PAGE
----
One of my many roles in my 25 year career as an academic librarian, was being chosen as the United Nations Librarian at both the University of Utah and University of Colorado at Boulder at the beginning of my career. I enjoyed this role because I was raised by parents who wholeheartedly believed that girls need a good education to impact the world in any meaningful way, and the United Nations has always supported that goal financially. As a UN librarian I learned that education was the best predictor of whether women could advance in less developed countries.
Ask the famous freedom fighter Malala Yousafzai. As a young girl, Ms.Yousafzai defied the Taliban in Pakistan and demanded that girls be allowed to receive an education. She was shot in the head by a Taliban gunman in 2012 for her non-traditional behavior, but survived and went on to receive the Nobel Peace Prize:
“One child, one teacher, one book, one pen can change the world.”
Little did I know then that I was also talking about some rural pockets of poverty and ignorance in our own country.
This week I read a POWERFUL memoir of a woman who advanced from no early schooling until age 17, to a PhD from Cambridge University in the UK. By writing EDUCATED: A Memoir, about her extreme battle to educate herself and in that way find her true Self, Tara Westover is educating the rest of us in how hard some girls and women must fight to simply NOT follow in their mother’s footsteps.
Tara learned from a very early age that she would have to fight for everything she would ever have, first with her father and then with her older brother. Growing up in a violent and severe fundamentalist Mormon family in rural Idaho she eventually discovered:
“Not knowing for certain, but refusing to give way to those who claim certainty, was a privilege. My life was narrated for me by others. Their voices were forceful, emphatic, absolute. It had never occurred to me that my voice might be as strong as theirs.” pg. 197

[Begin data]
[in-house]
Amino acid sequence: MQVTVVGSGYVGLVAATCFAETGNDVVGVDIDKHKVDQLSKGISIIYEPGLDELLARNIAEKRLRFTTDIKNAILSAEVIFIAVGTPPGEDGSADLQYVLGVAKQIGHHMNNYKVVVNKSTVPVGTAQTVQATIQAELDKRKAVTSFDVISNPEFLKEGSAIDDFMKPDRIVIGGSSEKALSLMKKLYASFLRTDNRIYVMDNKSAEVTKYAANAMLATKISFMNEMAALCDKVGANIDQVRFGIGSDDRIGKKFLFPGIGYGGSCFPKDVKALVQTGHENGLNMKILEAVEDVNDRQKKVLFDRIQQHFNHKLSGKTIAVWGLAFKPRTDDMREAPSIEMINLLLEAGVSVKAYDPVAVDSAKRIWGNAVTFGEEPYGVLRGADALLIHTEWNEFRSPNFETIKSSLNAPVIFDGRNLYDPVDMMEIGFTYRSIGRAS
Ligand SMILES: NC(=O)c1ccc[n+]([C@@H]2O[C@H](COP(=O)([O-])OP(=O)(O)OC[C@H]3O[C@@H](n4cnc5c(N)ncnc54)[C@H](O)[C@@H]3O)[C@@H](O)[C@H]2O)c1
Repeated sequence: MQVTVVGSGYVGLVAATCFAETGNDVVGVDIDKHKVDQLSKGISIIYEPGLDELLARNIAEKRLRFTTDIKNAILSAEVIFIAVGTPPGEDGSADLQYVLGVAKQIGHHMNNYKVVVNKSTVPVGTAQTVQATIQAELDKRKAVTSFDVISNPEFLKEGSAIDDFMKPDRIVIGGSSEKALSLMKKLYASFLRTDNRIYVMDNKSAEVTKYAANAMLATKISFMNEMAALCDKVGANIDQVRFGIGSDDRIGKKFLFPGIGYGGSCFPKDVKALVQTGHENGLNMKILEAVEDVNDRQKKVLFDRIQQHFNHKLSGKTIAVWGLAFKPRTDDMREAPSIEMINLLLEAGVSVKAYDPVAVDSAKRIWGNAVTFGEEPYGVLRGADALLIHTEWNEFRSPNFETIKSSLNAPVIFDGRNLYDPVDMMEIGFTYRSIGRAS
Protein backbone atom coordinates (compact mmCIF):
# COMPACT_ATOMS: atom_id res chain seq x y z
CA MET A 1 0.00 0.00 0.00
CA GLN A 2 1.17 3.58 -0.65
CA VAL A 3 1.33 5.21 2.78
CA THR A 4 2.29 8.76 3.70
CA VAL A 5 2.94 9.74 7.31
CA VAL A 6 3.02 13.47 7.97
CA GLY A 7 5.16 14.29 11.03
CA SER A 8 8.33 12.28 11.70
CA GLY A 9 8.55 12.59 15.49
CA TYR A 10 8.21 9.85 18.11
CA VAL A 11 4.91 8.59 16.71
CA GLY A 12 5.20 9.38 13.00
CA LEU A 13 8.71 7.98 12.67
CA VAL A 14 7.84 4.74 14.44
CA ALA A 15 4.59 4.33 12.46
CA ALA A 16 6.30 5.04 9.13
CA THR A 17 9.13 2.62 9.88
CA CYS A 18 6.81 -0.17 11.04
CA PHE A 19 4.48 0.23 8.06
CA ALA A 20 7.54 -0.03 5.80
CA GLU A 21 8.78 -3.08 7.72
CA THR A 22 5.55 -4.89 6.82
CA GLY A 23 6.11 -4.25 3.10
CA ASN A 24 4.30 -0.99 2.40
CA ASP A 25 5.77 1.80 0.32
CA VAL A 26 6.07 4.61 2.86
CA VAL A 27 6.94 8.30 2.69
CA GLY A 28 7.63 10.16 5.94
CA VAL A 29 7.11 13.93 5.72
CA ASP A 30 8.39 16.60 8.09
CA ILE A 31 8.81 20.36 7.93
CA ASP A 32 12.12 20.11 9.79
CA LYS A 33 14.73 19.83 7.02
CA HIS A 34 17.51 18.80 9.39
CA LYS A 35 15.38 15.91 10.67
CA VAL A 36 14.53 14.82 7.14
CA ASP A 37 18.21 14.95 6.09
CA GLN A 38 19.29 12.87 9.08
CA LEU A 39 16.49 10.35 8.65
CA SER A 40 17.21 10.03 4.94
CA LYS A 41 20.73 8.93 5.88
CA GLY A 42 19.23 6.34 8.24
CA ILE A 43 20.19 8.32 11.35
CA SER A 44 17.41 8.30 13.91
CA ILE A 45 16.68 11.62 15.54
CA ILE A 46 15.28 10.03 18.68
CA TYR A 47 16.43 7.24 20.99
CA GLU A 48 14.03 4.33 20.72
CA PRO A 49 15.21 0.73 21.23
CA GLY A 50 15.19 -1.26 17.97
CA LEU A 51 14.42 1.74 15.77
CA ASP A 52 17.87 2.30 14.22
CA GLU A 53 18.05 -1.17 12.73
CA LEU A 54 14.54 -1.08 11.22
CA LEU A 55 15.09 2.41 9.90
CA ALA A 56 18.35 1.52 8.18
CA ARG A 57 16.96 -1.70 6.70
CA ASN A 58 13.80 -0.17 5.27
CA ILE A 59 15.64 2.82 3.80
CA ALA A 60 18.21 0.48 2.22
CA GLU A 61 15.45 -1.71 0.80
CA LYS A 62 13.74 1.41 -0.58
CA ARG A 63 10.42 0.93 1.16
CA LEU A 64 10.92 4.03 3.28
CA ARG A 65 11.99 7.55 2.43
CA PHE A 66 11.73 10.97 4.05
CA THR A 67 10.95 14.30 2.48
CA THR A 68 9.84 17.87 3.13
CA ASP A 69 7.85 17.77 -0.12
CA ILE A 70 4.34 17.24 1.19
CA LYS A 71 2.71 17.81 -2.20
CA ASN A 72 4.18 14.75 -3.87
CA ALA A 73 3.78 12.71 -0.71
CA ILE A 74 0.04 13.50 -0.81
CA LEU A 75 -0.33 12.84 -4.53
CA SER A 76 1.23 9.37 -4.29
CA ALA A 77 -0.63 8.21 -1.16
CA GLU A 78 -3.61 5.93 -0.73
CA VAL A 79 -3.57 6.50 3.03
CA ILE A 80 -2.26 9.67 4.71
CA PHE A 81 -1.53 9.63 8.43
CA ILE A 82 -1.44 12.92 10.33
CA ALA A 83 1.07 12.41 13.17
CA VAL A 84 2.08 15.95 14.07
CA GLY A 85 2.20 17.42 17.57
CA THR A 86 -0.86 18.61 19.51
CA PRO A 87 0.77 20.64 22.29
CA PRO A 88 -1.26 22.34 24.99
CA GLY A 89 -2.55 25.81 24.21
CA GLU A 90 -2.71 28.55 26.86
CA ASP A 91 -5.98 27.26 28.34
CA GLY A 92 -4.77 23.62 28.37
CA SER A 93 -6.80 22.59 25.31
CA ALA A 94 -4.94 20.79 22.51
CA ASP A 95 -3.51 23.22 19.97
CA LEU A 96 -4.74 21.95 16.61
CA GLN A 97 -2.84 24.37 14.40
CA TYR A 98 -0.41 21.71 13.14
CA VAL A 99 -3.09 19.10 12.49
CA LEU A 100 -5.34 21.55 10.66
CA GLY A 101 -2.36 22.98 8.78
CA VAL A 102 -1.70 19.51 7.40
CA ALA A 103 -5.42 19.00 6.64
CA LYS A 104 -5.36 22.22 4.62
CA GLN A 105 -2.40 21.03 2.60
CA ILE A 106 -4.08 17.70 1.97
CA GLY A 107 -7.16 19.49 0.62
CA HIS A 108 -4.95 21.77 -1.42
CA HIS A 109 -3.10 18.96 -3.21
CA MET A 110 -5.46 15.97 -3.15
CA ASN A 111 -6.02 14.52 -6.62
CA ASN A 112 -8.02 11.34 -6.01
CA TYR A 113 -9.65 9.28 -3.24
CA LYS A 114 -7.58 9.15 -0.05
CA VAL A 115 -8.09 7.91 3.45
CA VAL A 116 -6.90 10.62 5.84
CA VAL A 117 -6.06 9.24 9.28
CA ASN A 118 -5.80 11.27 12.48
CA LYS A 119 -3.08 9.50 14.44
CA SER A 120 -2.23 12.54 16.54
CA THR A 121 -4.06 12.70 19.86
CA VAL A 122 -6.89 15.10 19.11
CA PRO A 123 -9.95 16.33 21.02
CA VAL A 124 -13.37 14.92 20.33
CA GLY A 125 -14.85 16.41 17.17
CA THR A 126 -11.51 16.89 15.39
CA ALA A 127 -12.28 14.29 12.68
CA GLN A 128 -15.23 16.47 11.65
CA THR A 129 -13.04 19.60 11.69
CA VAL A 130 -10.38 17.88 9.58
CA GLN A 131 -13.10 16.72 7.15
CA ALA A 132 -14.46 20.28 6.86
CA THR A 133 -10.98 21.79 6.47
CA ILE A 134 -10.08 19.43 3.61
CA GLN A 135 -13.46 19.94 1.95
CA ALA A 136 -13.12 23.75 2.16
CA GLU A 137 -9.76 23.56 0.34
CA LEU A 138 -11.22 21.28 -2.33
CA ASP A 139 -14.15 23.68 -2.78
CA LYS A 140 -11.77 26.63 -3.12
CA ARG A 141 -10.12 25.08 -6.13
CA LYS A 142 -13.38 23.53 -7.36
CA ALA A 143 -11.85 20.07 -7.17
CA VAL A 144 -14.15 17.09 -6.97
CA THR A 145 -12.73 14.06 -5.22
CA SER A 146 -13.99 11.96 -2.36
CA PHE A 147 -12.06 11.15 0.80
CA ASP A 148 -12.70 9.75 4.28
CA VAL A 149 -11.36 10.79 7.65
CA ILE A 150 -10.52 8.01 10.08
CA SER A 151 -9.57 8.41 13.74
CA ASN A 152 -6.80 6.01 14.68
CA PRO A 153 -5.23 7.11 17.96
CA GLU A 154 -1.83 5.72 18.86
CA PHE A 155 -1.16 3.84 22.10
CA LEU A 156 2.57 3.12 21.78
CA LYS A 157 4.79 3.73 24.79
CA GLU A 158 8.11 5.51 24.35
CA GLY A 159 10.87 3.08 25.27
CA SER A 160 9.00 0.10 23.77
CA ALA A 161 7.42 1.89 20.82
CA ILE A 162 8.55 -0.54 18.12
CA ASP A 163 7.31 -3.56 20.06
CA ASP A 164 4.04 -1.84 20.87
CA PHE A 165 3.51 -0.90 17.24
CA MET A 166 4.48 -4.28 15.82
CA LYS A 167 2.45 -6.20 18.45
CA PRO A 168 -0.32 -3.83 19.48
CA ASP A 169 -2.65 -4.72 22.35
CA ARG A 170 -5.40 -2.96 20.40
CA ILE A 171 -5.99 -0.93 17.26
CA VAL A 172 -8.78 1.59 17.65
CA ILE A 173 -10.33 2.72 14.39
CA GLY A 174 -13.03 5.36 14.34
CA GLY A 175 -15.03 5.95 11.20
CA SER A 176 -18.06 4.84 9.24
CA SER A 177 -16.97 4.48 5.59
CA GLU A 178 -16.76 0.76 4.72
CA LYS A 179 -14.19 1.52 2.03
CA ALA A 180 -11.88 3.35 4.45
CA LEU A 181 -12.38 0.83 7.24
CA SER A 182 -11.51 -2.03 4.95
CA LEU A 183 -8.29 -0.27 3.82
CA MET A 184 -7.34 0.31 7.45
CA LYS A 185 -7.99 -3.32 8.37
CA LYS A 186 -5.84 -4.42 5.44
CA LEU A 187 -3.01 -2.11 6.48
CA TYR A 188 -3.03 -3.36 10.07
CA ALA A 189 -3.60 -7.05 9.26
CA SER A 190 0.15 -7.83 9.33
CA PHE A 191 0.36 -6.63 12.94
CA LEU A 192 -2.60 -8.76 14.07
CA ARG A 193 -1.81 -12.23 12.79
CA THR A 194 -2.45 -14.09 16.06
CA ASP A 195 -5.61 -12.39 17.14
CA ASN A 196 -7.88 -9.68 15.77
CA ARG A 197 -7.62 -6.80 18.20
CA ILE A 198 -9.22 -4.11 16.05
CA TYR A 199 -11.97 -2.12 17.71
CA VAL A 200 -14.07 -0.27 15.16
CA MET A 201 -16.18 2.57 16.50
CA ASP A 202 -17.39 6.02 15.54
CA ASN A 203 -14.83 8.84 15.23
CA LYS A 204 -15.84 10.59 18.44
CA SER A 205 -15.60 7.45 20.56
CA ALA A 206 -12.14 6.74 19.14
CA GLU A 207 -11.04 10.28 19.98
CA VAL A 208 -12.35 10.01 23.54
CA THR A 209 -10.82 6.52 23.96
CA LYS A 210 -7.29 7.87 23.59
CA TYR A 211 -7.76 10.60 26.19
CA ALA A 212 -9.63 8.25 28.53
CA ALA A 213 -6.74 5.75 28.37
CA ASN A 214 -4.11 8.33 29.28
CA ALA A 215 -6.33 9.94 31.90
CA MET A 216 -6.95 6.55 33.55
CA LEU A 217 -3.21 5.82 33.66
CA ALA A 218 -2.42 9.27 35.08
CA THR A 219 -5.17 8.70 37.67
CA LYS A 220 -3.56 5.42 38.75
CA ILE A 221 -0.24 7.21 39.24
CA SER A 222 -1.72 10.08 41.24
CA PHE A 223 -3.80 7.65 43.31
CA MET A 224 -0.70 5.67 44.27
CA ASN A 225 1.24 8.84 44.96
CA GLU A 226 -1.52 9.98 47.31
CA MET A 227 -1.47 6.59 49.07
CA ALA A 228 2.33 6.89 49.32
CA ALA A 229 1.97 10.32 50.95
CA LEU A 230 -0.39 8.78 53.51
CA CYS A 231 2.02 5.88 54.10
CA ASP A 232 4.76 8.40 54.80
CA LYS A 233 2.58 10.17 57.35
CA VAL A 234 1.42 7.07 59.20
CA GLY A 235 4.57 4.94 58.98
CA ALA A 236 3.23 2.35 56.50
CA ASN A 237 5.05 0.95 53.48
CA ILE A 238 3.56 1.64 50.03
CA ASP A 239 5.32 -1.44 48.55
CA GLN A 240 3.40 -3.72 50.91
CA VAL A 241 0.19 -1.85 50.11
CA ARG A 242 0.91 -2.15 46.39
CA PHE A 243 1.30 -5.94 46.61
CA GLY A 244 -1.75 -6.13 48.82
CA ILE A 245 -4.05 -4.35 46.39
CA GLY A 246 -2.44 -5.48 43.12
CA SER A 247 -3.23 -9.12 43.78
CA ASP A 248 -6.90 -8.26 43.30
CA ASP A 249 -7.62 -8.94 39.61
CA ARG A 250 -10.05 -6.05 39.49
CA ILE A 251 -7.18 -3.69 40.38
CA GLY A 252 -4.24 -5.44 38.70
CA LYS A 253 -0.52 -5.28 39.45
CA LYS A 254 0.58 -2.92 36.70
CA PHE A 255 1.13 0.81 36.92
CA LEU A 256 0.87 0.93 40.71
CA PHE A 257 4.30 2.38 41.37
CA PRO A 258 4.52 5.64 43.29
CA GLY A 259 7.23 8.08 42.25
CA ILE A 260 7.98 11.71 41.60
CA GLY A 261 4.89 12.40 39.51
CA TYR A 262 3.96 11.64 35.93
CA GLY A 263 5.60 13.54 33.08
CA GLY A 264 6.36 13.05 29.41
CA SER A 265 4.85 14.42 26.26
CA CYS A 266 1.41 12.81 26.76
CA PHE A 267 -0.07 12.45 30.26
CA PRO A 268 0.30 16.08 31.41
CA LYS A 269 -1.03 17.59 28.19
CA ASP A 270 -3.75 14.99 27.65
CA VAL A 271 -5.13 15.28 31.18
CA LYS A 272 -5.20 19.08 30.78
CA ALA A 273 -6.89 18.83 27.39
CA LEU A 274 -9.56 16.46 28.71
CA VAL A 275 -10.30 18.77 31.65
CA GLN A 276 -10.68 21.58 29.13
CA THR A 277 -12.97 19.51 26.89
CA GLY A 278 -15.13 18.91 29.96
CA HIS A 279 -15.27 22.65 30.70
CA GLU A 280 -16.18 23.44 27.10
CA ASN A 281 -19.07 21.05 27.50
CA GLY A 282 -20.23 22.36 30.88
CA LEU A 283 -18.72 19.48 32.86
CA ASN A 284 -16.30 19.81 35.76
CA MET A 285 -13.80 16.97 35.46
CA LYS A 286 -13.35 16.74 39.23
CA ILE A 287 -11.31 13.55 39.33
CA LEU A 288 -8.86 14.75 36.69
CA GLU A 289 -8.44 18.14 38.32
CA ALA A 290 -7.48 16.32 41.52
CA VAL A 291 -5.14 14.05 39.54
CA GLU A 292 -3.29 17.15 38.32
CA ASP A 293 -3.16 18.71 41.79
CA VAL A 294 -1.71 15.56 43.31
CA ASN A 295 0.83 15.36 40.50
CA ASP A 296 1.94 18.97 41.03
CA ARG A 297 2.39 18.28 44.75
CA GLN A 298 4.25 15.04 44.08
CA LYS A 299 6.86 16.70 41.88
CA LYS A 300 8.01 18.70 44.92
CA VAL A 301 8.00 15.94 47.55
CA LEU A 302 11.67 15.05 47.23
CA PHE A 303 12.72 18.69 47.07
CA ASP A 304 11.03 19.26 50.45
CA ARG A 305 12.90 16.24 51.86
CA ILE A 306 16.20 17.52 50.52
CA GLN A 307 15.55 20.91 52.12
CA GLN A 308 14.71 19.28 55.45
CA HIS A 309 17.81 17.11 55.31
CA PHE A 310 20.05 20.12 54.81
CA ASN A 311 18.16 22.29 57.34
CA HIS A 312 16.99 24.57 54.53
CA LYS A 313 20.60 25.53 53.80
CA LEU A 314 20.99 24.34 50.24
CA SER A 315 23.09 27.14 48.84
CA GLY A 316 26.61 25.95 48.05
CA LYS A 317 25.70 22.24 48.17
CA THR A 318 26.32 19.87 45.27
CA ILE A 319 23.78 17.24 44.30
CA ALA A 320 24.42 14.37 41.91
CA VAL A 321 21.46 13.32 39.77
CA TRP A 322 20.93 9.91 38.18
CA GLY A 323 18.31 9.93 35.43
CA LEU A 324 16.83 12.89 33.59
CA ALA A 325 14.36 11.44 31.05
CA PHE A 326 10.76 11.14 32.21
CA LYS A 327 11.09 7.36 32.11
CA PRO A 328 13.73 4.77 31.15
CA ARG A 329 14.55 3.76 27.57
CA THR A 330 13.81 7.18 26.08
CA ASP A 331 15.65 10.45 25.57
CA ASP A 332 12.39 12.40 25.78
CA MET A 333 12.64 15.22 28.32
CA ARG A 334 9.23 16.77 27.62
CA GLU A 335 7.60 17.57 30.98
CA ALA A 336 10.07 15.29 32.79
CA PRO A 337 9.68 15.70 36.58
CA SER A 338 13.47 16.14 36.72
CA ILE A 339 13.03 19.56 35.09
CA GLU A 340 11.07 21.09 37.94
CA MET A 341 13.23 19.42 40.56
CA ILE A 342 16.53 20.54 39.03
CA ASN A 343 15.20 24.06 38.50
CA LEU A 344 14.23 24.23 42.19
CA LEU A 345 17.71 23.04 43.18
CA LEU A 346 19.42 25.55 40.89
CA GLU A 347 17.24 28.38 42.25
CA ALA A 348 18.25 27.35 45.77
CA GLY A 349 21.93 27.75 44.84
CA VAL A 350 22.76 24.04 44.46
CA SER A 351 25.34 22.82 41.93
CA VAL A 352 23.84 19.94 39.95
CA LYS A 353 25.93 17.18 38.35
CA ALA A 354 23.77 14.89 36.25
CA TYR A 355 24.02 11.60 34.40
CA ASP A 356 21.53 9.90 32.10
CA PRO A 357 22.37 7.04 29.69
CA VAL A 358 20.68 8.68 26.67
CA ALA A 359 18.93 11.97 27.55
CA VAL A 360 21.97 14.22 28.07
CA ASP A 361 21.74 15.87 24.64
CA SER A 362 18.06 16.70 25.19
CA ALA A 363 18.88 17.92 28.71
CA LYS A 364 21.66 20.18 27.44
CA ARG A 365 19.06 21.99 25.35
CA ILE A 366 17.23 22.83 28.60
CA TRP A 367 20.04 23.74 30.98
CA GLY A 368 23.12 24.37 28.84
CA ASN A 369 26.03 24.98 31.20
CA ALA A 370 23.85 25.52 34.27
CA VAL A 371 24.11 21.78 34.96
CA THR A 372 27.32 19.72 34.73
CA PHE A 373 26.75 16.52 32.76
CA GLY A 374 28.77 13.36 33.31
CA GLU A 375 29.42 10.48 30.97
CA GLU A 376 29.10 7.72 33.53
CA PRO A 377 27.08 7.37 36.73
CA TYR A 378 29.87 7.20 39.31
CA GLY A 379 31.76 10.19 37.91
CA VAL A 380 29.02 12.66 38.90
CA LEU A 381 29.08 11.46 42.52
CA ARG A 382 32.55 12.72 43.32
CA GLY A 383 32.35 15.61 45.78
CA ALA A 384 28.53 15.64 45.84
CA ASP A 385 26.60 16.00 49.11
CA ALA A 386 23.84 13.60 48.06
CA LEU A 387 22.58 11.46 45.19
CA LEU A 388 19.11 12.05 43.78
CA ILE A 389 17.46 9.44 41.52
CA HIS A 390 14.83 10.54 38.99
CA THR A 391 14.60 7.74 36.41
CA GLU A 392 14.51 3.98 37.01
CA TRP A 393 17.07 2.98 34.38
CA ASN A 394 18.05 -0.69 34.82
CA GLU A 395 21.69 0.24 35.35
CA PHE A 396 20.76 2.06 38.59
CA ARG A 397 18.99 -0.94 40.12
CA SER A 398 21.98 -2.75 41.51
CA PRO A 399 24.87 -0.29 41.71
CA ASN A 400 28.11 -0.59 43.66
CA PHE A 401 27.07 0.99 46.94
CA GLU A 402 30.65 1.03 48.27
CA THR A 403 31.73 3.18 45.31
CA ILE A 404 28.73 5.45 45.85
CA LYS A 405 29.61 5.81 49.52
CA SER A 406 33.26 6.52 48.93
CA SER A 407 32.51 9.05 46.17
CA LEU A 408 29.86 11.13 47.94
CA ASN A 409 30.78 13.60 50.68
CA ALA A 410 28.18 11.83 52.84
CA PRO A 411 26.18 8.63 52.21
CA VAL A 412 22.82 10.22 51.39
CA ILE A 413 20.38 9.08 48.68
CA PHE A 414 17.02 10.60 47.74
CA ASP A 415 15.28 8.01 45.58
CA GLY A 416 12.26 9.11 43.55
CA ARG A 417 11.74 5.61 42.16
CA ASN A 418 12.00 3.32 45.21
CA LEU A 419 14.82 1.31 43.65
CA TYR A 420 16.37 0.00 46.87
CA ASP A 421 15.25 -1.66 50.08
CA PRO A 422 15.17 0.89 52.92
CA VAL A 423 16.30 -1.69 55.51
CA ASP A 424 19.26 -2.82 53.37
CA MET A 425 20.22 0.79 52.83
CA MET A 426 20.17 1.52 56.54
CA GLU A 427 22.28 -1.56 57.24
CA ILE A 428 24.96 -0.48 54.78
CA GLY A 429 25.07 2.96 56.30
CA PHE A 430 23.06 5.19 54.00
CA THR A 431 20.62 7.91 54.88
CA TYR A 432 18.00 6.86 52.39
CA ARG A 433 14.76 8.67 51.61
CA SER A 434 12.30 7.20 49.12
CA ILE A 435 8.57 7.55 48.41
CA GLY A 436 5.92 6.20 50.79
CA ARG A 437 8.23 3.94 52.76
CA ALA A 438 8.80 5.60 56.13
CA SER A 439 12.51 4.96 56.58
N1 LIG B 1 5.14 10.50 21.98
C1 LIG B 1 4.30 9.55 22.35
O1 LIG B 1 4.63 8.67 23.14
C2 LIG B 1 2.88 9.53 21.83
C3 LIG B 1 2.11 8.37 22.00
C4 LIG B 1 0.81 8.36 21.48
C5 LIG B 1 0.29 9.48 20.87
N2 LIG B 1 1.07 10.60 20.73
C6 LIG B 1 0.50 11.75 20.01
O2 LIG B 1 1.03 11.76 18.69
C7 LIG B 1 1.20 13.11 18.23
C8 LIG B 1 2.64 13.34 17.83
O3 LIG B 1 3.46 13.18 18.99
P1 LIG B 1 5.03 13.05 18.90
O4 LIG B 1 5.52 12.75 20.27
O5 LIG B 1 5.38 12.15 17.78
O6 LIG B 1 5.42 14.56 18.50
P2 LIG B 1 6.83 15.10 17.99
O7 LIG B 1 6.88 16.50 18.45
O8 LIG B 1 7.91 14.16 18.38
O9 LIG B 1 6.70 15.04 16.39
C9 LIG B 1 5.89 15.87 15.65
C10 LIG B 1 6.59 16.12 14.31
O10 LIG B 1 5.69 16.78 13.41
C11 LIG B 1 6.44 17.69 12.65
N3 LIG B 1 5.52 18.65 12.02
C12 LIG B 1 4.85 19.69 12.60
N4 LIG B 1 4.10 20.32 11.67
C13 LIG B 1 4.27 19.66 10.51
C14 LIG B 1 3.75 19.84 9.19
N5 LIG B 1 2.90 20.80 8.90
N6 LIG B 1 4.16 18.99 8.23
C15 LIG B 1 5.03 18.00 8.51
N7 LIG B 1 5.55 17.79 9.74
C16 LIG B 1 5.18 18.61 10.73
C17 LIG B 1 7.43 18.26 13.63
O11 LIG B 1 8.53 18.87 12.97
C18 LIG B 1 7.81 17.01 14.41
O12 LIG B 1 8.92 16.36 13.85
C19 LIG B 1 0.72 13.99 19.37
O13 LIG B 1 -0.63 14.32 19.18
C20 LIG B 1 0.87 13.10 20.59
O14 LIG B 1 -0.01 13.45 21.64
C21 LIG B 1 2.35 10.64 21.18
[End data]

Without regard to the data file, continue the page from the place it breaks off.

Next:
9 thoughts on “Education remains the best predictor of women’s advancement in our world today”
Wow. Thanks for bringing this book to my attention. Added to my list . . .
Great Shari! It can be hard to take at times because her family situation is so harsh, but I learned so much about resilience and the power of innate intelligence from this book.
Read this last month…definitely a inspiring story. I kept wondering where the responsible adults were. I am a teacher and my husband is a therapist. We are mandatory reporters of child abuse. How did Tara fall through the cracks for so long? There were people who saw what was happening and did nothing. I found that so frustrating.
One of the reasons she fell through the cracks is that we all assume on some level that her parents wouldn’t allow her to be so ignored and mistreated by those who supposedly loved her. Her Dad was a total nut job and her Mom wasn’t strong enough to protect her children from him. I wonder how often this happens today…
That was my thought. I wonder how many children are living like that right now.
I have already heard so much about this book (all positive) including a positive review from Bill Gates – it is on my “to read” list more than ever.
Pingback: Asking for help, how we learn to let in positive support and encouragement | Adventures of the NEW Old Farts
Pingback: My Dad is 90 today: Dr. Jack L. Carter | Adventures of the NEW Old Farts
I ache for all the abused children (and women) in the world. And the ignorant and usually under-educated people that force them back.
What a world this would be if everyone were allowed to receive an education!